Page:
Tuesday, November 07, 2017

37.3 - Good News: wilderness protected; cities go 100% renewable

Good News: wilderness protected; cities go 100% renewable

Okay, two more little bits of Good News, these on environmental issues.

First: Adopted in the closing days of the Clinton administration, the Roadless Rule prohibits most logging and road construction in roadless areas of national forests. These lands, today equal about 50 million acres, about the size of Nebraska.

The rule was popular with the public and the Forest Service - but not with political leaders with ties to the logging and timber industries. When the Shrub administration failed to protect the rule, in fact tried to overturn it, a group called Earthjustice stepped in.

Now, after 16 years of court fights against at various times the states of Idaho, Wyoming, and Alaska and the Shrub administration, Earthjustice may have achieved a final court victory - with the rule still intact.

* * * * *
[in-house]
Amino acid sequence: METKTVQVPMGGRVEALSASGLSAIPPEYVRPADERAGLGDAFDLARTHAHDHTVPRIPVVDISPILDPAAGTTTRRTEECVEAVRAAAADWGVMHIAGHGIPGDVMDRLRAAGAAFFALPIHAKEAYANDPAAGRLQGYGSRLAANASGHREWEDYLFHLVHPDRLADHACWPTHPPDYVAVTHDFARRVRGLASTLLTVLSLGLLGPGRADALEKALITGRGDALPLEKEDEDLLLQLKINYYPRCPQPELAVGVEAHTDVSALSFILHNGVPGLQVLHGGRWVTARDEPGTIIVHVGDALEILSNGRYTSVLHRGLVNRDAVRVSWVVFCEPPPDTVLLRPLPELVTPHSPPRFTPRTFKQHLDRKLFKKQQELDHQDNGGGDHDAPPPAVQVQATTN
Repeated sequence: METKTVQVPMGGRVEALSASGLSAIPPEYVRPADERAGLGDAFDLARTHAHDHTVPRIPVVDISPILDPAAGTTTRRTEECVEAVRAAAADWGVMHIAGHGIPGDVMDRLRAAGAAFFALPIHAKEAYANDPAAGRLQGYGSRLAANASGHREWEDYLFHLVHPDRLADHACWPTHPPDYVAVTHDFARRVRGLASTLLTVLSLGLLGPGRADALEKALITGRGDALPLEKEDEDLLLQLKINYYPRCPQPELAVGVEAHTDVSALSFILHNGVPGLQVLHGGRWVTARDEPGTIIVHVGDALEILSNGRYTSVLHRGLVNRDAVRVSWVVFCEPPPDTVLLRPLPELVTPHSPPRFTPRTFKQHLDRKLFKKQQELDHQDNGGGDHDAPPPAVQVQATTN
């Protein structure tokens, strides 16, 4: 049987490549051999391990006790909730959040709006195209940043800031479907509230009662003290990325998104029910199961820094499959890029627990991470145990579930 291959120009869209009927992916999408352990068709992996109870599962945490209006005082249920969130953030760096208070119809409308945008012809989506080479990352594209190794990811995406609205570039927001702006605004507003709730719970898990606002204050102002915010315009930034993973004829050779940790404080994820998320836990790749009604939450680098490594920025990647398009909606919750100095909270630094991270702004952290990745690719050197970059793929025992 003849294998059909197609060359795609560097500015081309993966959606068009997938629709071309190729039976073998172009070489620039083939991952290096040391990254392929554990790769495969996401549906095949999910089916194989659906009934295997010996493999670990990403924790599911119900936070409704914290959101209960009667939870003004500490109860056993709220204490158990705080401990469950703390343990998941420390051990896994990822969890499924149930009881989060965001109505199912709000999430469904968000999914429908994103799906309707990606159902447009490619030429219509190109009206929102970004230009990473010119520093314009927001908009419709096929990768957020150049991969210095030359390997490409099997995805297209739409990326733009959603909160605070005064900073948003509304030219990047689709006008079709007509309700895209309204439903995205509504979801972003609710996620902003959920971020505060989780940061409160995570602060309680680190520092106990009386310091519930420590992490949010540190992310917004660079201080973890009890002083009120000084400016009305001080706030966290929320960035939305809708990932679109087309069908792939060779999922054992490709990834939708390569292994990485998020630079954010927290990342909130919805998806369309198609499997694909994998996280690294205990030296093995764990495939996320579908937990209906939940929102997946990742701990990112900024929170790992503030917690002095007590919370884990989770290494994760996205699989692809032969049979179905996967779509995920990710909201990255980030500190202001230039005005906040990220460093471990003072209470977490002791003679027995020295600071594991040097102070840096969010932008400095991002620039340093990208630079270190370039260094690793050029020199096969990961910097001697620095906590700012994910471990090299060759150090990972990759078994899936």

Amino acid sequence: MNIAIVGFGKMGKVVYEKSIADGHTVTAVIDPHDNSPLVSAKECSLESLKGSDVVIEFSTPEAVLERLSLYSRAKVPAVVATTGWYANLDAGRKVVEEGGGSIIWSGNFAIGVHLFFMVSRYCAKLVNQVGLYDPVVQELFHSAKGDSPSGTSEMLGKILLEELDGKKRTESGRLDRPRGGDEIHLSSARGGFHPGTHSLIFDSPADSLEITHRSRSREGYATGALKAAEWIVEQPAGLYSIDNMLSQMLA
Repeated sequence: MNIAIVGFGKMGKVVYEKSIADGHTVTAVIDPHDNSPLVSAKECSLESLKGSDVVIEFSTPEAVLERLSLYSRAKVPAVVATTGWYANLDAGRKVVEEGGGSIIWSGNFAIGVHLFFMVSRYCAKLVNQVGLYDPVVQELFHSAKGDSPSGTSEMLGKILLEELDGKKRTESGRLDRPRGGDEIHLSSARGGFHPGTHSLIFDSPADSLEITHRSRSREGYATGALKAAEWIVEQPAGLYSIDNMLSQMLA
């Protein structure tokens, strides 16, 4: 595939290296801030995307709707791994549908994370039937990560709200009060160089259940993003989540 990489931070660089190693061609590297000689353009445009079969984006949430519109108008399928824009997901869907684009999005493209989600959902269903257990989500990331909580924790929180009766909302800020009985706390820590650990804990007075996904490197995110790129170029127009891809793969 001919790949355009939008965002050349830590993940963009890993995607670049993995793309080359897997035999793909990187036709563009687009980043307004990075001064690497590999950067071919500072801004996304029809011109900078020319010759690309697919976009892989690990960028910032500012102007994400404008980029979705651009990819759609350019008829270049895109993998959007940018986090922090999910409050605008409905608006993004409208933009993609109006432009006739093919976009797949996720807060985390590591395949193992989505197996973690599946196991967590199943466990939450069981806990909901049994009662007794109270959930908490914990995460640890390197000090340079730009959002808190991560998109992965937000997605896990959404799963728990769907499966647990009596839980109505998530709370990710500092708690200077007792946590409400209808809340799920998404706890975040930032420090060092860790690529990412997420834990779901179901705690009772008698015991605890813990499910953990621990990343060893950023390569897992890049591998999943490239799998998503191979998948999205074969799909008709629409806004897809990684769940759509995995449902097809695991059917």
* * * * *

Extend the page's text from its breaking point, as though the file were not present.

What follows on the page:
This still could be appealed, but the history of repeated court victories in favor of the rule make such an appeal unlikely.

I freely admit it's been some time since I've been able to take advantage of wilderness and I never was a wilderness camper - but preserving what of it there is? Yeah, I say that's Good News.

Okay, second, the Sierra Club has a list of 44 cities, four counties, and one state committed to providing 100% of their electricity by renewable sources no later than 2035 - and be 100% renewable for all energy needs by 2050.

The Good News to note here is that five of those cities already obtain 100% of their electricity from renewables. None of them are particularly large - they range in size from Greensburg, Kansas, with a population of about 800 to Burlington, Vermont, population about 42,000 - so again, it may not seem like any big good news, but the point is, they show it can be done. What's more, Georgetown, Texas, population 64,000, expects to become the sixth such city in 2018 and San Jose, California, population 1 million-plus, intends to get there just four years later.

So yes, it can be done - and in at least some places, it already is.

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